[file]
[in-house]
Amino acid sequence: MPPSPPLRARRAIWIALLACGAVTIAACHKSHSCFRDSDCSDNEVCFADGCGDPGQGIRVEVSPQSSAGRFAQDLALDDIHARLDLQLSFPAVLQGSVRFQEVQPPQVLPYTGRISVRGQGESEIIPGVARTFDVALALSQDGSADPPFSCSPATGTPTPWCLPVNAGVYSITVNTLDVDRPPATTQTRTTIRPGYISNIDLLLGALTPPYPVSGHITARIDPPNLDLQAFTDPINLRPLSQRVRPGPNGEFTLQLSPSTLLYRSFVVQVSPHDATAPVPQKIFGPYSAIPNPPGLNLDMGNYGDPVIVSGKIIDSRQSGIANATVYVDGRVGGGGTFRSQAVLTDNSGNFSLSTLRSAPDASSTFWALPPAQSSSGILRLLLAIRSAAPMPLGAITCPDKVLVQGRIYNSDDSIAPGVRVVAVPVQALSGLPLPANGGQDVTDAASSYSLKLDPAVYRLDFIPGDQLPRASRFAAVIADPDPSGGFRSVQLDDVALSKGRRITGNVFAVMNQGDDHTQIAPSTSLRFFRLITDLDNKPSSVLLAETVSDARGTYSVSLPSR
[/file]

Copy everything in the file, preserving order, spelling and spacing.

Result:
[in-house]
Amino acid sequence: MPPSPPLRARRAIWIALLACGAVTIAACHKSHSCFRDSDCSDNEVCFADGCGDPGQGIRVEVSPQSSAGRFAQDLALDDIHARLDLQLSFPAVLQGSVRFQEVQPPQVLPYTGRISVRGQGESEIIPGVARTFDVALALSQDGSADPPFSCSPATGTPTPWCLPVNAGVYSITVNTLDVDRPPATTQTRTTIRPGYISNIDLLLGALTPPYPVSGHITARIDPPNLDLQAFTDPINLRPLSQRVRPGPNGEFTLQLSPSTLLYRSFVVQVSPHDATAPVPQKIFGPYSAIPNPPGLNLDMGNYGDPVIVSGKIIDSRQSGIANATVYVDGRVGGGGTFRSQAVLTDNSGNFSLSTLRSAPDASSTFWALPPAQSSSGILRLLLAIRSAAPMPLGAITCPDKVLVQGRIYNSDDSIAPGVRVVAVPVQALSGLPLPANGGQDVTDAASSYSLKLDPAVYRLDFIPGDQLPRASRFAAVIADPDPSGGFRSVQLDDVALSKGRRITGNVFAVMNQGDDHTQIAPSTSLRFFRLITDLDNKPSSVLLAETVSDARGTYSVSLPSR